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Faith Nyasuguta 

The Ugandan government plans to increase the alcohol consumption age from 18 to 21 to counter addiction, a state official has revealed.

“We want to reduce the number of people who are going to buy. We want to raise the age from 18 to 21,” the Ministry of Health Commissioner for Mental Health, Alcohol and Substance Abuse, Dr Hafsa Lukwata said.

She was speaking at the second National Prefects Conference 2023, an event aimed at crafting measures to fight drug abuse among students in Uganda.

Currently, Uganda leads East Africa in alcohol consumption.

In her view, science has shown that if someone has not taken an addictive substance by the age of 21 years, chances of them taking the substance later in their life is reduced

“It is an 88% chance that they will never take this substance. At 18 years of age, the chances are 48 percent,” Dr Lukwata added.

According to her, many industries will approach policy makers, some of which she called drunkards to have this altered.  

“Most of the industries will approach some policy makers who also drunkards because they take alcohol to have this altered. They will say, ‘why are you making life difficult.’ No for addictive substance; the age has to be 21 years,’’ she said.

According to the 2023 report released by the global health body WHO, on average, a Ugandan consumes 12.21 litres of pure alcohol annually

The WHO report further indicated that men in Uganda consume more alcohol compared to women, with each consuming an average of 19.93 litres of pure alcohol compared to 4.88 litres of alcohol consumed by women annually.

The same report indicates that about three million deaths (about 5.3% of all deaths) across the world occur annually as a result of harmful consumption of alcohol.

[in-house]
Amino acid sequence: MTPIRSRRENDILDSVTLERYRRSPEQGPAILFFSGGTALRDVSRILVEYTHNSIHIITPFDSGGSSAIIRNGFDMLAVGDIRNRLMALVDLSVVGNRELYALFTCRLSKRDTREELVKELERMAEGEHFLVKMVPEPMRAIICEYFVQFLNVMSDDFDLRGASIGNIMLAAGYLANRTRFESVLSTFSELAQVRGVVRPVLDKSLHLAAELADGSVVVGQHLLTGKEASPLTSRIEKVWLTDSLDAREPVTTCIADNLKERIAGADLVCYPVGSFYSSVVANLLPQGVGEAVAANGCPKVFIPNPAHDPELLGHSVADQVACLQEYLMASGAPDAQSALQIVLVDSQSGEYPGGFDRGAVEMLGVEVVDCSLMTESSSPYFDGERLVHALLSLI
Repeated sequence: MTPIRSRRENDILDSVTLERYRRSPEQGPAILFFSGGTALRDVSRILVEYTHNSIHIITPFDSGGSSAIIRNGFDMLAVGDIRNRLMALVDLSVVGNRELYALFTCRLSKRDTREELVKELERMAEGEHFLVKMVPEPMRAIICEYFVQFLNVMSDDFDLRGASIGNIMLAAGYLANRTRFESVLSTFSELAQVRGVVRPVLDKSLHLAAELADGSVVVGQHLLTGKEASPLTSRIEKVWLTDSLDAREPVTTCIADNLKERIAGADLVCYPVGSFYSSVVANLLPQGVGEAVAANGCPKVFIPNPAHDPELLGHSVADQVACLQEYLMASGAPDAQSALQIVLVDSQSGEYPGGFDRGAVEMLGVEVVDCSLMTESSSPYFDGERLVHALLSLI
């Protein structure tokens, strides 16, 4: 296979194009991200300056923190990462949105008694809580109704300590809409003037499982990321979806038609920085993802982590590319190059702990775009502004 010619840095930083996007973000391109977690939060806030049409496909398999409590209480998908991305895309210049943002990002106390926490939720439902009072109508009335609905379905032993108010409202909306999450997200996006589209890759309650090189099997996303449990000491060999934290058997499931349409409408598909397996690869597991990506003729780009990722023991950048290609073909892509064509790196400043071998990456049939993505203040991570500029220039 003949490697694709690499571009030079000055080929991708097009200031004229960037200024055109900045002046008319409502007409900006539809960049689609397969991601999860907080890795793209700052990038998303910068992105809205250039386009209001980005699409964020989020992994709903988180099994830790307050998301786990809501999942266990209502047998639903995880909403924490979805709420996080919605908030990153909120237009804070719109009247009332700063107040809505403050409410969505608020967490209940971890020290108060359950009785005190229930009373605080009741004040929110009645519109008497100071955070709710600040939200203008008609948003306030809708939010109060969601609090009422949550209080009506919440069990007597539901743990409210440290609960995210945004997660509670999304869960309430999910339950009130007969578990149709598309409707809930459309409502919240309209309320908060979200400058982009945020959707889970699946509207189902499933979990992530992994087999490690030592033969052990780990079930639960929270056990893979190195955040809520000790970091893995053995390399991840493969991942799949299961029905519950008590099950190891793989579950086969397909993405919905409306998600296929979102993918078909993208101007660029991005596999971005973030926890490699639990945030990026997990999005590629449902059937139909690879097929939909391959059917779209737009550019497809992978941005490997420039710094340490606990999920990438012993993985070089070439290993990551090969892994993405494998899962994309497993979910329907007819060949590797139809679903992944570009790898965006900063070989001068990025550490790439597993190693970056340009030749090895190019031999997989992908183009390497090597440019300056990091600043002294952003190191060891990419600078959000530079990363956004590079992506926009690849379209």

Dr Lukwata seemed disturbed by the findings of the research which rated Uganda at the top of the alcohol consumption list on the African continent.

“We will never develop as a country if the majority of the people are taking drugs or alcohol for that matter,’’ she said.

“There has been a public outcry over substance abuse in young people,” Dr Lukwata added.

Mr Saidi Nsamba, the Commissioner Guidance and Counselling at the Ministry of Education and Sports, said some students had resorted to smoking gray hair, paspalum, and cow dung. 

“What was an urban issue has now reached the rural settings,” he said.

Initially he said, men were the ones abusing drugs but females have also engaged in the vice.

SCP Namutebi Hadijah, Ag Chief Political Commissar Uganda Police Force who spoke at the event spelt out penalties against drug use. 

She noted that most people rejoiced when the Narcotic Drugs and Psychotropic Substances (Control) Act, 2015 which prohibited the sale and use of several narcotic drugs in the country was annulled thinking narcotics are legalized. 

This she said was a gap in the law and is being addressed. As they wait for a better legislation, she said the enforcement officers are now using old laws to curb the vice.

WHO says harmful consumption of alcohol is the underlying factor in more than 200 diseases and injuries across the world.


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Faith Nyasuguta

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